With the Scottish Play, Rufus Norris makes his return to Shakespeare after a 26-year absence. This particular production is set in the present day, following what looks to have been a particularly brutal & devastating civil war. Darkness has returned and spirits & magic have come up out of the woodwork to influence people’s lives, shaping the atmosphere and prophesying the future; in such a desolate landscape, where else could you turn but to more mystical realms?
The story is probably a familiar one to most people reading this. Following a typically violent battle, Macbeth and Banquo stumble across a trio of Weird Sisters who greet Macbeth as Thane of both Glamis and Cawdor (the latter title has not yet been personally bestowed upon him) and “king hereafter”, as well as telling Banquo he will begin a long line of kings, though not ruling himself. This sets a bloody course of events into action, as Lady Macbeth convinces her husband to take matters into their own hands, slowly turning influential figures against them as they battle for their wits as well as their land.
Given the continued political upheaval & instability, it’s no wonder that the Scottish Play is being trotted out all over the place this year, with productions at the Rose Playhouse, Tobacco Factory, the RSC (starring Christopher Eccleston, transferring to the Barbican this autumn), and even the Pop-up Globe in New Zealand, plus Mark Bruce’s dance version (now on tour), and forthcoming productions from Merely Theatre and at York’s Pop-Up Rose Theatre. By setting this version in what feels like an almost possible alternate present, Norris brings us closer to the action whilst also keeping us at arm’s length – we haven’t, as yet, regressed so far as to believe in witches, but in post-apocalyptic worlds anything is possible.
Rae Smith’s grungy set design shows the desolation of the world, as well as the practical aspect of making do with whatever’s to hand; Moritz Junge’s costume design ties in nicely with this idea, particularly when you consider Macbeth’s “armour”, bound to him with parcel tape. True, the dystopian ‘style’ is perhaps a little overused at the moment, but as a response to the current climate you can understand why creatives’ minds are tending that way.
Though occasionally distracting when played at the same time as speeches or quieter dialogue, Orlando Gough’s compositions do add to the eerie nature of the production (the odd woodwind moments almost drawing us back to nature) – and Paul Arditti’s sound design drives home the modern influence in combination with the dark forces at work. Having the witches sing & chant most of their lines is a reminder of the old belief that music & magic are intertwined, and having their voices echo around the auditorium is creepy, as well as reminder of their power.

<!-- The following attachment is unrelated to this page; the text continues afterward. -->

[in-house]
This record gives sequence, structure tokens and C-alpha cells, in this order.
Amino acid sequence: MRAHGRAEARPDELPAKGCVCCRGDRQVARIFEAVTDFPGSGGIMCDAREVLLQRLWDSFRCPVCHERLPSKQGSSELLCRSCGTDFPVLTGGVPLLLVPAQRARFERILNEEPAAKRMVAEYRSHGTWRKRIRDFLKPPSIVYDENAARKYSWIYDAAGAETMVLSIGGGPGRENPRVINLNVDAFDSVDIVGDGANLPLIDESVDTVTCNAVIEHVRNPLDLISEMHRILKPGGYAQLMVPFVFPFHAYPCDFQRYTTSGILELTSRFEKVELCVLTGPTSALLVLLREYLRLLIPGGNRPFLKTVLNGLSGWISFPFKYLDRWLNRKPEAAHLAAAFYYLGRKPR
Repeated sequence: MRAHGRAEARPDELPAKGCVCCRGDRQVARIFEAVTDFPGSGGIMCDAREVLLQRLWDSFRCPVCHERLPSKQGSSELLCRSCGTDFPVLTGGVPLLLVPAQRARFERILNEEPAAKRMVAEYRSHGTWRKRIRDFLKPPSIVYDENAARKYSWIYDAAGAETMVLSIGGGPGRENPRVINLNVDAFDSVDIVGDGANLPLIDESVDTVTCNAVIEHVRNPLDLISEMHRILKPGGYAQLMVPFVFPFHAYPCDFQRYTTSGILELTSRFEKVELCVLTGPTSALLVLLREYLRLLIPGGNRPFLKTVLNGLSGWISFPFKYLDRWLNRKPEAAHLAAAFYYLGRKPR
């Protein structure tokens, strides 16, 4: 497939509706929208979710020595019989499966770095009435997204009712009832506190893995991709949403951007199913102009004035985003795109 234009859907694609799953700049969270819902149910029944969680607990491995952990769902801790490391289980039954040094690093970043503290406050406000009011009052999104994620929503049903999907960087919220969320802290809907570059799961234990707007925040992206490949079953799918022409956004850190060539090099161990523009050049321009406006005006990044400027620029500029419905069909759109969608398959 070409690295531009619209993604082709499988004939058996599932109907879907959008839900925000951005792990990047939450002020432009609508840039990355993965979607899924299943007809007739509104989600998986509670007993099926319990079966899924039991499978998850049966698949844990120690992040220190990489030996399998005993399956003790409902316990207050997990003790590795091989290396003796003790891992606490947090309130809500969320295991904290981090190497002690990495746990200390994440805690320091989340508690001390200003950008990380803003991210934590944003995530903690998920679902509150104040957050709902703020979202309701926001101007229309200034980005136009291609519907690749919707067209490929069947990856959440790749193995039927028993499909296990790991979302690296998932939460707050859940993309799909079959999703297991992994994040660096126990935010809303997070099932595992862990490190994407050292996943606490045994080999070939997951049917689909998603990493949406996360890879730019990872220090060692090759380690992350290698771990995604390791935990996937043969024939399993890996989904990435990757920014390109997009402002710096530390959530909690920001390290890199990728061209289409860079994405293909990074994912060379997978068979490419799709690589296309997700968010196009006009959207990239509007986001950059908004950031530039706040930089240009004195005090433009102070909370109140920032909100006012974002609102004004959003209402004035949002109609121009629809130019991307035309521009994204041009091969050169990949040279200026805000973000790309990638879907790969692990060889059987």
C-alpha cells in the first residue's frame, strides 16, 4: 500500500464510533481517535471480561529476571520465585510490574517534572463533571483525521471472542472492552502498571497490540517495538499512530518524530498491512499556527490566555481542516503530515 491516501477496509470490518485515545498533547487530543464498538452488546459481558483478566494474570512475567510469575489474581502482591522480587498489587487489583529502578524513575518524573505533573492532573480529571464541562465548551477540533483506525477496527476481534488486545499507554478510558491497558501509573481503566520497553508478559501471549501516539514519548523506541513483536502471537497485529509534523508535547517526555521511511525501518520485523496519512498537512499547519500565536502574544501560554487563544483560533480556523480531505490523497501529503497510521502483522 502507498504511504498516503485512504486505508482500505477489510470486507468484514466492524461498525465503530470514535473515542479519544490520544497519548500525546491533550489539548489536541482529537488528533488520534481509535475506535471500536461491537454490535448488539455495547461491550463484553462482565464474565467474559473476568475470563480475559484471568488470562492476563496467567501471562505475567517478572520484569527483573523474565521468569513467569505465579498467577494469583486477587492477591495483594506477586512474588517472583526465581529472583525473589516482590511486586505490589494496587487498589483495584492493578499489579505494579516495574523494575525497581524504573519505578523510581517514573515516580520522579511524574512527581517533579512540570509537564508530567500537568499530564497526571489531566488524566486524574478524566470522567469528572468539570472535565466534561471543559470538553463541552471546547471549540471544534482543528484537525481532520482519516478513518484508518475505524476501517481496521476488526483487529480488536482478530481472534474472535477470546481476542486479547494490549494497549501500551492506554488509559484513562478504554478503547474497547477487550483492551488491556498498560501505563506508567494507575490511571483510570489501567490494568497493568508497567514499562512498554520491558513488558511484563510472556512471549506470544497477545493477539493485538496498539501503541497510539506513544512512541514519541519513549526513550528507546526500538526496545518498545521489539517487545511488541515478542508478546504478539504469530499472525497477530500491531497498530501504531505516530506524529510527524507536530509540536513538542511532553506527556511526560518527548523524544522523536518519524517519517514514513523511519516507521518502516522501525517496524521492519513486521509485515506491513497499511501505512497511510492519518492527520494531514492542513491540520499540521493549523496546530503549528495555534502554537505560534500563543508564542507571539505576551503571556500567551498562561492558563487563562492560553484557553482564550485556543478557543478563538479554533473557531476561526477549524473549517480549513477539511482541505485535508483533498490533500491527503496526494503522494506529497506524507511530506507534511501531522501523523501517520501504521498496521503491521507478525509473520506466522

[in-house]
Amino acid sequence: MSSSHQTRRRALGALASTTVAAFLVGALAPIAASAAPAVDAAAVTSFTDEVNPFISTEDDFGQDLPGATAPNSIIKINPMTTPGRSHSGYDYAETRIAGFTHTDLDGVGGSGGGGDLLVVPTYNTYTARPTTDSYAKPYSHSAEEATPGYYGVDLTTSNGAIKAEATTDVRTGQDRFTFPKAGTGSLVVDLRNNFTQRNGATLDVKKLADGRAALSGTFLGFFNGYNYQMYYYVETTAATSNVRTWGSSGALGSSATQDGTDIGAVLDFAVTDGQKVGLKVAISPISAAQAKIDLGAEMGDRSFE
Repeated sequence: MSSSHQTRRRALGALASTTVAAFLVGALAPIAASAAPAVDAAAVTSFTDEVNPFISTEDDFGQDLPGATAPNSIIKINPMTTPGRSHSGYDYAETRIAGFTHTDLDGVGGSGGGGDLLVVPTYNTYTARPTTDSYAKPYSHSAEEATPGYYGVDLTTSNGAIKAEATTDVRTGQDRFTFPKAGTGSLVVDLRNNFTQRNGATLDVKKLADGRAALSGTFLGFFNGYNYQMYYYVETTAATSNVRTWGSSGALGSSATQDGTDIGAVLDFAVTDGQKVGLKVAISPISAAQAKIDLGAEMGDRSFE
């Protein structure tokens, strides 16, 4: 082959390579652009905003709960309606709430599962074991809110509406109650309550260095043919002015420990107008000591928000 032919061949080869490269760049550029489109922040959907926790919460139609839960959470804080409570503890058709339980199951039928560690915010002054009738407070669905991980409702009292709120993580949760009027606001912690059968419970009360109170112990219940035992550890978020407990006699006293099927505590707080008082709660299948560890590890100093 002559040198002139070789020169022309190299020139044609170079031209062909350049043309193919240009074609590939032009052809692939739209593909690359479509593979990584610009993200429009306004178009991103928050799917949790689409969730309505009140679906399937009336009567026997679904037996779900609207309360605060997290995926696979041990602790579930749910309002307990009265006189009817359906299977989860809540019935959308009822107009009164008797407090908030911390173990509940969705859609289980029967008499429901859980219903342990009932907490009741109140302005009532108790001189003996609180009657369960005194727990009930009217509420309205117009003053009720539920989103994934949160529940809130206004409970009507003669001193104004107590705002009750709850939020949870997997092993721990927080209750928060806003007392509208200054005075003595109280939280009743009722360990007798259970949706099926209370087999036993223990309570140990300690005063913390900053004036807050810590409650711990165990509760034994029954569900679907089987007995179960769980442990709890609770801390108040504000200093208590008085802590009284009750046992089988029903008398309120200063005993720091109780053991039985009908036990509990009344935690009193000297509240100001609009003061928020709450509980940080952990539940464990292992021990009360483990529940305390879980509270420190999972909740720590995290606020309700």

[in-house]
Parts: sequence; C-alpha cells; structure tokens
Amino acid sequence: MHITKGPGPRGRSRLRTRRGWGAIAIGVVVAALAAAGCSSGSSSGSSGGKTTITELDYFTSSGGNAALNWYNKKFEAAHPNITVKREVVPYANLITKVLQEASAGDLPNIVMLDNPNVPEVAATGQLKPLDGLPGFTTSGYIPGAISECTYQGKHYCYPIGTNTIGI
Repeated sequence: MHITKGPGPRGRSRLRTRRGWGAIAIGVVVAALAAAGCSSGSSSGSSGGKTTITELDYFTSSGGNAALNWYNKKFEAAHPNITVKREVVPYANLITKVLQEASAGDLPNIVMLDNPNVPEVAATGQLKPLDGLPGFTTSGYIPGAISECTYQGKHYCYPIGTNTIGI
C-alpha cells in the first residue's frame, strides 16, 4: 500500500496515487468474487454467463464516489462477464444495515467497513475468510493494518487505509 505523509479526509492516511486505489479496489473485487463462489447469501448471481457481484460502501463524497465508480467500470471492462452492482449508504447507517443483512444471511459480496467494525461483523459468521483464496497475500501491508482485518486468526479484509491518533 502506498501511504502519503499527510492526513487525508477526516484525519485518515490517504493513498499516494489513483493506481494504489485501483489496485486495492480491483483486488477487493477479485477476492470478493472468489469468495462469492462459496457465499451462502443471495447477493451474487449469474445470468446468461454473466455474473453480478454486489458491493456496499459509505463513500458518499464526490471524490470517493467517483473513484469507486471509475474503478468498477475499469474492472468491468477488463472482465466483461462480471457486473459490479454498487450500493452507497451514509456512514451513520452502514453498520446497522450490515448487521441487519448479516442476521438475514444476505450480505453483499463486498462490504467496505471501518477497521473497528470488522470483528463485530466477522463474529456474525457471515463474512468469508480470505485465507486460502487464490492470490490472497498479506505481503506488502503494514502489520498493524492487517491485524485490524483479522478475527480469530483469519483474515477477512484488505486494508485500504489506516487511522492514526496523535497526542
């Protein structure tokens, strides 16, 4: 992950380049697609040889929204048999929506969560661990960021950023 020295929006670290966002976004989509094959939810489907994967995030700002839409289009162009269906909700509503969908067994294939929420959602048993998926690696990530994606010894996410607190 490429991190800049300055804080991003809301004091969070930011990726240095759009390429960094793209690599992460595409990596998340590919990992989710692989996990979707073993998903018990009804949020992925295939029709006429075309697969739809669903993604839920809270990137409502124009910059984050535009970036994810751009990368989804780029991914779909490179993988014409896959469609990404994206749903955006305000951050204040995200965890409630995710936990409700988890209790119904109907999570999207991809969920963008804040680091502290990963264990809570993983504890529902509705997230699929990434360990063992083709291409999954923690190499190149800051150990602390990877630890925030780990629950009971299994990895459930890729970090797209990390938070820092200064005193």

A large ensemble populates this dystopian world, although you get the feeling that there may not be too many others left outside of this set of people, given the complete destruction surrounding them.
Anne-Marie Duff shines once again as Lady Macbeth; she is, of course, the one who manages to convince Macbeth to get started on a course of violence by murdering Duncan, though you can see in her eyes that she might not be as confident as she makes out. Certainly she wants to become queen, but when she realises the bloody trail that will be left in order to hang onto that office it proves far too much to bear, slipping her into a moving display of raw grief & guilt over her actions.
Opposite her at my performance was understudy Nicholas Karimi. I have now seen a few versions of this play, but I can safely say that his portrayal is undoubtedly the best of the lot. It does help, initially, that he actually is Scottish – there’s something about hearing those iconic soliloquies in their natural accent that lends a real poetry to it. During the course of the play, Karimi skilfully shows the infection of greed & ambition take hold, turning from a benevolent man & reluctant killer to desperate tyrant, though you sense that in trying to justify his actions to his wife he’s also trying to convince himself that he’s doing what needs to be done. Karimi has a phenomenal stage presence and delivers those famous line with a natural ease, giving an engrossing & captivating performance from start to finish.
My verdict? A dystopian look at one of Shakespeare’s most well-known plays, ushering in a new dark age in the aftermath of civil war – Anne-Marie Duff and Nicholas Karimi truly lead the way with compelling performances.
Macbeth runs at the National Theatre (Olivier Theatre) until 23 June 2018. Tickets are available online or from the box office – Friday Rush tickets are on offer for this production. The UK & Ireland tour begins in September 2018.